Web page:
Birds, including chickens, see in a broad range of the colour spectrum and some colours can be stimulatory. A recent study in the United States (US) set out to determine whether colouring feed could stimulate broiler chickens to consume more.

all sections of the visible light spectrum and some ultraviolet colours, and it has been reported that simple tasks by birds, such as pecking, can be influenced by colour and be utilised to increased interest in a particular food item.

Although somewhat inconsistent, previous research has demonstrated that feed colour has the potential to increase or decrease feed consumption in broilers, thus affecting bodyweight gain during the growing period.

H Khosravinia observed that broilers consumed significantly more feed with green lighting and green feed over other light and feed combinations. Additionally, JB Cooper explored feed colours in turkeys and reported that the birds preferred green colours, as indicated by their strong acceptance of green feed.

White leghorns were tested on their response to red, yellow, green and blue feed colours, favouring blue feed the most and red the least, with red feed significantly decreasing feed consumption. By Natalie Berkhout In contrast, Leslie et al. found that when broiler chicks were given a choice between a non-coloured and coloured feed, they preferred non-coloured diets.

Broiler feed colour trials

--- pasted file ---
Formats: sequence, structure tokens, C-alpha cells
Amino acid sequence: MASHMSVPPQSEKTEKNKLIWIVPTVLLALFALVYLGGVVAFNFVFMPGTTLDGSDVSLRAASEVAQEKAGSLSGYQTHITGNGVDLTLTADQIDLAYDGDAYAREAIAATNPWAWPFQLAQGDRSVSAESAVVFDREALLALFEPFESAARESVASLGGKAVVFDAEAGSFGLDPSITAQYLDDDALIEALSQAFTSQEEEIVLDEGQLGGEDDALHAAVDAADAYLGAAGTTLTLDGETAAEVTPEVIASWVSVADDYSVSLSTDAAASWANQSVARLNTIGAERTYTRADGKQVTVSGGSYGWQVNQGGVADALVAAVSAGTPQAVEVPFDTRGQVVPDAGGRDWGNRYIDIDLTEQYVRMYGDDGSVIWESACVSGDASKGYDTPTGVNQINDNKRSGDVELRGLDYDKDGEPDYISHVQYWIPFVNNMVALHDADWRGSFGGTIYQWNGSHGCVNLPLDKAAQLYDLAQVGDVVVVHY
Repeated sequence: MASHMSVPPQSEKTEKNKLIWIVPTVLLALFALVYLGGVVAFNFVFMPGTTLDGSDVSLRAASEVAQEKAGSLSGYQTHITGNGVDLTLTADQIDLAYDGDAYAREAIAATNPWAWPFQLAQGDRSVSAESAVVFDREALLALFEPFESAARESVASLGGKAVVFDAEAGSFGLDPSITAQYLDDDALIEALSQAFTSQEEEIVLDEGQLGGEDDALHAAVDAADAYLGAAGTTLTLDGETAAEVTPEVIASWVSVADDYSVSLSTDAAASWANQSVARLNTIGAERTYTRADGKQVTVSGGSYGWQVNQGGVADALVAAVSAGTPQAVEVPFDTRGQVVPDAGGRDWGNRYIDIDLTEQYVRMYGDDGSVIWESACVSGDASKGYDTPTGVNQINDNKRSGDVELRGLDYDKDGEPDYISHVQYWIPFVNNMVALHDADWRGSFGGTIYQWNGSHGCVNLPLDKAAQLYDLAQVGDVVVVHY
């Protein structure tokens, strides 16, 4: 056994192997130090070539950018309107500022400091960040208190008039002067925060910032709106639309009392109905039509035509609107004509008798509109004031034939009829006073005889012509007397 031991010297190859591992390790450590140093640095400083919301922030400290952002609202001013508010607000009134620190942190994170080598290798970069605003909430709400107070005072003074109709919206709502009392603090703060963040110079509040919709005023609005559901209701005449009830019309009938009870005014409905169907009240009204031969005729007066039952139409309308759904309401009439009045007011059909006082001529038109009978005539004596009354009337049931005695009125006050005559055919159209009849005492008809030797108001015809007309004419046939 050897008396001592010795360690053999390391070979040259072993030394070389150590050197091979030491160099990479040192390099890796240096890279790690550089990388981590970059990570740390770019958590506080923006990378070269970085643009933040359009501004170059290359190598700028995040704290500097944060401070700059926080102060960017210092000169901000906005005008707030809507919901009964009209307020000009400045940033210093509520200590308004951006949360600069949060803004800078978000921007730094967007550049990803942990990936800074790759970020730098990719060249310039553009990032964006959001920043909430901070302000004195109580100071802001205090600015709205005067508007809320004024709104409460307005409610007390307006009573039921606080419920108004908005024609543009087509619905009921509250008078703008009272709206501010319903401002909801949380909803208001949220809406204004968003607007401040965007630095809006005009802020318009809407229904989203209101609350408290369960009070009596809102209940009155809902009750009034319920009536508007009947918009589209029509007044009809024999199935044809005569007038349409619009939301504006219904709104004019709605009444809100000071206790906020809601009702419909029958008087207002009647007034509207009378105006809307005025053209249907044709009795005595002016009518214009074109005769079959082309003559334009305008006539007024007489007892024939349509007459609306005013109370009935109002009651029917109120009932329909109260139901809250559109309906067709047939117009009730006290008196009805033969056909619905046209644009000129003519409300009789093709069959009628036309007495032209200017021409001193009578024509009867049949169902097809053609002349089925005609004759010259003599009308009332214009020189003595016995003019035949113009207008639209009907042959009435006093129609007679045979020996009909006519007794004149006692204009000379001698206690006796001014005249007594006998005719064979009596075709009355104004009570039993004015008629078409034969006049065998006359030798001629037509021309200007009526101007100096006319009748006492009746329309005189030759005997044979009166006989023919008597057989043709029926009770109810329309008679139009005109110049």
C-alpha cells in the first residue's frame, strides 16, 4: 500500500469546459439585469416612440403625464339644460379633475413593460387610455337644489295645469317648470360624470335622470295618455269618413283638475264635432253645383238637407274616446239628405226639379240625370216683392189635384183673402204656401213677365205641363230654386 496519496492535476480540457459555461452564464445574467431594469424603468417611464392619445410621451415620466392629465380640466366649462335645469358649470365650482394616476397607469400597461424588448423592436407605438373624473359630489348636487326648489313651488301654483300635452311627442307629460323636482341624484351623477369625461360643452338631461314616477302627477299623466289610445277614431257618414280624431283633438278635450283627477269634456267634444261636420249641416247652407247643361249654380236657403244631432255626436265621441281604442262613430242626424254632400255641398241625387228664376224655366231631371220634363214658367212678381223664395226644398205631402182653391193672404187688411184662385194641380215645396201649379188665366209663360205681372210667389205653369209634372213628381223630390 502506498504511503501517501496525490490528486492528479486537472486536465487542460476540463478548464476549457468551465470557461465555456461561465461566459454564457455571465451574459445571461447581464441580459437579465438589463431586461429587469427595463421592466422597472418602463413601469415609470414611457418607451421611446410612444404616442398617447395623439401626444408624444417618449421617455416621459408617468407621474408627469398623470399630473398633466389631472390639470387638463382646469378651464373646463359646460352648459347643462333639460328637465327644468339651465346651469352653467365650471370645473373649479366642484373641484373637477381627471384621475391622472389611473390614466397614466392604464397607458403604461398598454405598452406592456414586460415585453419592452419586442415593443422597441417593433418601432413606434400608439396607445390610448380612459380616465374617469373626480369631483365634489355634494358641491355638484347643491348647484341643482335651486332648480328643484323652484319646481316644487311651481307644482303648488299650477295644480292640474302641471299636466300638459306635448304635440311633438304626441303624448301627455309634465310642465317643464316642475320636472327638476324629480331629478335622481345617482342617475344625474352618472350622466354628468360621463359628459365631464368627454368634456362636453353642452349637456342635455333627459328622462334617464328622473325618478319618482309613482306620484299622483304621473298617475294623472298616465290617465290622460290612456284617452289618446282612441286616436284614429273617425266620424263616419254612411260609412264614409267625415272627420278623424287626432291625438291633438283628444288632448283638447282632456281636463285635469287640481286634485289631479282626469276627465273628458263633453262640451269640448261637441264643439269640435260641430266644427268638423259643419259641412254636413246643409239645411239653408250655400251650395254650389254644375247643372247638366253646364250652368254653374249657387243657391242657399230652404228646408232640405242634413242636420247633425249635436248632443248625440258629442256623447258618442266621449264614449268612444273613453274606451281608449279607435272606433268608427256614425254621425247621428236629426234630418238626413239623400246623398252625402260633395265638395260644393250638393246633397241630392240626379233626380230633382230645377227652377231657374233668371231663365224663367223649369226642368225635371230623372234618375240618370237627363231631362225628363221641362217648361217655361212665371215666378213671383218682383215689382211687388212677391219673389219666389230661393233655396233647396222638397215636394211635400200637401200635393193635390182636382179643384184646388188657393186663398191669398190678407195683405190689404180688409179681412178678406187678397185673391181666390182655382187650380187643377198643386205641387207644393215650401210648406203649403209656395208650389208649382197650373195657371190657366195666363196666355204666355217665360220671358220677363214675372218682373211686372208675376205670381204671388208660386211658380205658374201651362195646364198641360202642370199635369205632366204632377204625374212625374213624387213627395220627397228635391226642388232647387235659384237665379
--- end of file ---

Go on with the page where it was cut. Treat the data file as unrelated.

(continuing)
To expand the base of knowledge related to the colouration of poultry feed, research was undertaken by the School of Agriculture at the Middle Tennessee State University in the US to assess how altered feed colour might impact the performance of broilers grown to 21 days of age. Primary and secondary colours were selected for this research, representing longer (red, orange, yellow, green) and shorter wavelengths (blue and purple).

Two trials were conducted to determine feed colour effects on broiler performance. Trial 1 included four treatments, namely control (complete broiler starter diet), red, green and blue. Trial 2 also comprised four treatments, namely control, orange, yellow and purple.

Dietary colour treatments consisted of added non-nutritive human food-grade powdered dyes. Control diets had a no dye inclusion. Each treatment (60 birds per treatment) was fed to 240 male Cobb 500 broilers during a 21-day grow-out, and data was analysed.

Results and discussion

For trial 1, little effects of feed colour on bird performance were recorded. Most observed differences appeared to reside with feed colour effects on feed conversion. Red and green feed depressed the adjusted feed conversion ratio (AFCR) from day 1 to 21 by 3,2 and 2,4% (p <0,05), respectively, compared to the control diet.

A similar effect from red feed was seen for AFCR between day 1 and 14, with a 2,6% increase compared with the control (p <0,05). Interestingly, birds that consumed the blue feed had a similar AFCR to control birds at every time period. However, no other performance parameters differed across treatments in this trial. Similar to the results of trial 1, trial 2 showed minimal influences of orange, yellow or purple feed on overall bird performance compared with the control diet. 

However, some interesting effects were detected. The bodyweight gain (BWG) between day 1 and 14 of birds consuming the purple feed was 6,4% higher than birds consuming the yellow feed (p <0,05). A similar trend was observed for BWG from day 7 to 14 (p <0,05). Broiler performance results from this study suggest that feed colour effects are inconsistent, but do not indicate an aversion to certain colours.


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